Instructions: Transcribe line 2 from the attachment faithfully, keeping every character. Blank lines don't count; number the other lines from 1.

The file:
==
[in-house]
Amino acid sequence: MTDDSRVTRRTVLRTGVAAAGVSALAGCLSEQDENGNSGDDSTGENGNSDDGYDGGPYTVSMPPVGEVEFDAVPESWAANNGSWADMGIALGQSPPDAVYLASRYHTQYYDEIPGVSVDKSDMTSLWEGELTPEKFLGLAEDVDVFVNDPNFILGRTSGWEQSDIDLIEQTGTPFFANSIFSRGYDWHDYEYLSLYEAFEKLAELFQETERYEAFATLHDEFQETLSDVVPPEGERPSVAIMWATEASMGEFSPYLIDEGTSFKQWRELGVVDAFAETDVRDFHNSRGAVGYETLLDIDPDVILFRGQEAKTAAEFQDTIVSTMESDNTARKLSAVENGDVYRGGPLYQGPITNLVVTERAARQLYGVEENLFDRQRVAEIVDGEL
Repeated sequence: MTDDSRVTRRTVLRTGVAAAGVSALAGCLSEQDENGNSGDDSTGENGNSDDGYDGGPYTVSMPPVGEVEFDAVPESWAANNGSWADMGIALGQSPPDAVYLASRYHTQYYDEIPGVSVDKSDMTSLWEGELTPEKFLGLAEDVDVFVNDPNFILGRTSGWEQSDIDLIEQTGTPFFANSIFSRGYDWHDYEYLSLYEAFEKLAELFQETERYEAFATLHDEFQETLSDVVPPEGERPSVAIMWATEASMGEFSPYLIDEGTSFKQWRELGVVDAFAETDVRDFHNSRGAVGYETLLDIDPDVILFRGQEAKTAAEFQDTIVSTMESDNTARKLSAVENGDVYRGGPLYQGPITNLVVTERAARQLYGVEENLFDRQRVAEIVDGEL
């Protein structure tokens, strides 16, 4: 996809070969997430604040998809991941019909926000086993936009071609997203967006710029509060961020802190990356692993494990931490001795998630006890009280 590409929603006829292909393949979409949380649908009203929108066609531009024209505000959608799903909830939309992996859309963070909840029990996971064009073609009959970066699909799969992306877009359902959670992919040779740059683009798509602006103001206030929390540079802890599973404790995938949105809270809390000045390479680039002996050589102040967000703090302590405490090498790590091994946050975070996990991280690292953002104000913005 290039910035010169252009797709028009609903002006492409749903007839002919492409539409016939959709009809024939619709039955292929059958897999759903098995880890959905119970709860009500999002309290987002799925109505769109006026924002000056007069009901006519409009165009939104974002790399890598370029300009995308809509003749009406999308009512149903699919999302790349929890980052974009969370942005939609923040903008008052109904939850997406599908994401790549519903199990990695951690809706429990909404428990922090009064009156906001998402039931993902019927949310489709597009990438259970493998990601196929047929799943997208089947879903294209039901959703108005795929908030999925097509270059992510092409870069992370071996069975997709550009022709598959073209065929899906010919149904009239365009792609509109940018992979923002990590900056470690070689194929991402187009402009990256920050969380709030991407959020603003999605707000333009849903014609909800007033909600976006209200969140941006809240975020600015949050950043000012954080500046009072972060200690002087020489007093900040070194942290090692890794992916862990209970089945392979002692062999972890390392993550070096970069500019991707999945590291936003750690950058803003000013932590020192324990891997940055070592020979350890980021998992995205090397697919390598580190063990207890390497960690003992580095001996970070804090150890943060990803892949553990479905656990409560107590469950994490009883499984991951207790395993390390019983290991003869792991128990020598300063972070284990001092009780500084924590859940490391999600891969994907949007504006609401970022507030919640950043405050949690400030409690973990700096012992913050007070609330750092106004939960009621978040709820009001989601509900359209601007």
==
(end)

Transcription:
Amino acid sequence: MTDDSRVTRRTVLRTGVAAAGVSALAGCLSEQDENGNSGDDSTGENGNSDDGYDGGPYTVSMPPVGEVEFDAVPESWAANNGSWADMGIALGQSPPDAVYLASRYHTQYYDEIPGVSVDKSDMTSLWEGELTPEKFLGLAEDVDVFVNDPNFILGRTSGWEQSDIDLIEQTGTPFFANSIFSRGYDWHDYEYLSLYEAFEKLAELFQETERYEAFATLHDEFQETLSDVVPPEGERPSVAIMWATEASMGEFSPYLIDEGTSFKQWRELGVVDAFAETDVRDFHNSRGAVGYETLLDIDPDVILFRGQEAKTAAEFQDTIVSTMESDNTARKLSAVENGDVYRGGPLYQGPITNLVVTERAARQLYGVEENLFDRQRVAEIVDGEL